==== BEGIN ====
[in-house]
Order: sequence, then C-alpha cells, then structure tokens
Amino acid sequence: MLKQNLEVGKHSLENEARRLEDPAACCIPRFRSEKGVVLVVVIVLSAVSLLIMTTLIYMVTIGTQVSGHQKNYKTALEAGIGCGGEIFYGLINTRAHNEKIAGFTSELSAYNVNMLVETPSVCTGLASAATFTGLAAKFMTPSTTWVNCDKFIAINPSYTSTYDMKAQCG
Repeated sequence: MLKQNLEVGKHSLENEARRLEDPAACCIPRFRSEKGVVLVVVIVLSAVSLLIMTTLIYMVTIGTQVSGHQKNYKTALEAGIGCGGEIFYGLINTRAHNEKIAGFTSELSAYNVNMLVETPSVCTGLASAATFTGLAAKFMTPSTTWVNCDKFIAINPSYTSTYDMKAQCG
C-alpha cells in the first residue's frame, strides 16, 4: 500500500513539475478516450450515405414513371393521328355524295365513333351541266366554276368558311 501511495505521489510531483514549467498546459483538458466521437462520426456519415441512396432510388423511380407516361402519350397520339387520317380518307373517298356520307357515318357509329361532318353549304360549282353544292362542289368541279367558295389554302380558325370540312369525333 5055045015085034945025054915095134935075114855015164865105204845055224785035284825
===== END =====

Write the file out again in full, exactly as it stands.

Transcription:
[in-house]
Order: sequence, then C-alpha cells, then structure tokens
Amino acid sequence: MLKQNLEVGKHSLENEARRLEDPAACCIPRFRSEKGVVLVVVIVLSAVSLLIMTTLIYMVTIGTQVSGHQKNYKTALEAGIGCGGEIFYGLINTRAHNEKIAGFTSELSAYNVNMLVETPSVCTGLASAATFTGLAAKFMTPSTTWVNCDKFIAINPSYTSTYDMKAQCG
Repeated sequence: MLKQNLEVGKHSLENEARRLEDPAACCIPRFRSEKGVVLVVVIVLSAVSLLIMTTLIYMVTIGTQVSGHQKNYKTALEAGIGCGGEIFYGLINTRAHNEKIAGFTSELSAYNVNMLVETPSVCTGLASAATFTGLAAKFMTPSTTWVNCDKFIAINPSYTSTYDMKAQCG
C-alpha cells in the first residue's frame, strides 16, 4: 500500500513539475478516450450515405414513371393521328355524295365513333351541266366554276368558311 501511495505521489510531483514549467498546459483538458466521437462520426456519415441512396432510388423511380407516361402519350397520339387520317380518307373517298356520307357515318357509329361532318353549304360549282353544292362542289368541279367558295389554302380558325370540312369525333 5055045015085034945025054915095134935075114855015164865105204845055224785035284825